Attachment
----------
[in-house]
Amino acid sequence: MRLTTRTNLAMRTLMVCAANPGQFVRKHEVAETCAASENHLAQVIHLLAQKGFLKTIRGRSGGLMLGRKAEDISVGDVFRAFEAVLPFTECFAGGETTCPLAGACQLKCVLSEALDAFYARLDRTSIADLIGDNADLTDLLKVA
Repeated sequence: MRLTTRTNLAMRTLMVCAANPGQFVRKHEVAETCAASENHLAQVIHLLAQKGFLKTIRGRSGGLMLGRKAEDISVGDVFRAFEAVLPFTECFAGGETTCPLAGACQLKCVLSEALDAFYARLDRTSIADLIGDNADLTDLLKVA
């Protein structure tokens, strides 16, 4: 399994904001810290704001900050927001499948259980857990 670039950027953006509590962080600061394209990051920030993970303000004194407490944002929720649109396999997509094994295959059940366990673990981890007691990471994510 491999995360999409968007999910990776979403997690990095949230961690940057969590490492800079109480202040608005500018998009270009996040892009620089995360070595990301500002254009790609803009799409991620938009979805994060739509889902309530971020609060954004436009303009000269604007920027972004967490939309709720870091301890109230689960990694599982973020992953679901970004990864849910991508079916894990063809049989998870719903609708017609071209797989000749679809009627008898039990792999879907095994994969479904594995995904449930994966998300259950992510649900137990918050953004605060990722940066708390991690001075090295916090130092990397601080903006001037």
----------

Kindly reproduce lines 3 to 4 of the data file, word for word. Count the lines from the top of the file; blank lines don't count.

Repeated sequence: MRLTTRTNLAMRTLMVCAANPGQFVRKHEVAETCAASENHLAQVIHLLAQKGFLKTIRGRSGGLMLGRKAEDISVGDVFRAFEAVLPFTECFAGGETTCPLAGACQLKCVLSEALDAFYARLDRTSIADLIGDNADLTDLLKVA
């Protein structure tokens, strides 16, 4: 399994904001810290704001900050927001499948259980857990 670039950027953006509590962080600061394209990051920030993970303000004194407490944002929720649109396999997509094994295959059940366990673990981890007691990471994510 491999995360999409968007999910990776979403997690990095949230961690940057969590490492800079109480202040608005500018998009270009996040892009620089995360070595990301500002254009790609803009799409991620938009979805994060739509889902309530971020609060954004436009303009000269604007920027972004967490939309709720870091301890109230689960990694599982973020992953679901970004990864849910991508079916894990063809049989998870719903609708017609071209797989000749679809009627008898039990792999879907095994994969479904594995995904449930994966998300259950992510649900137990918050953004605060990722940066708390991690001075090295916090130092990397601080903006001037």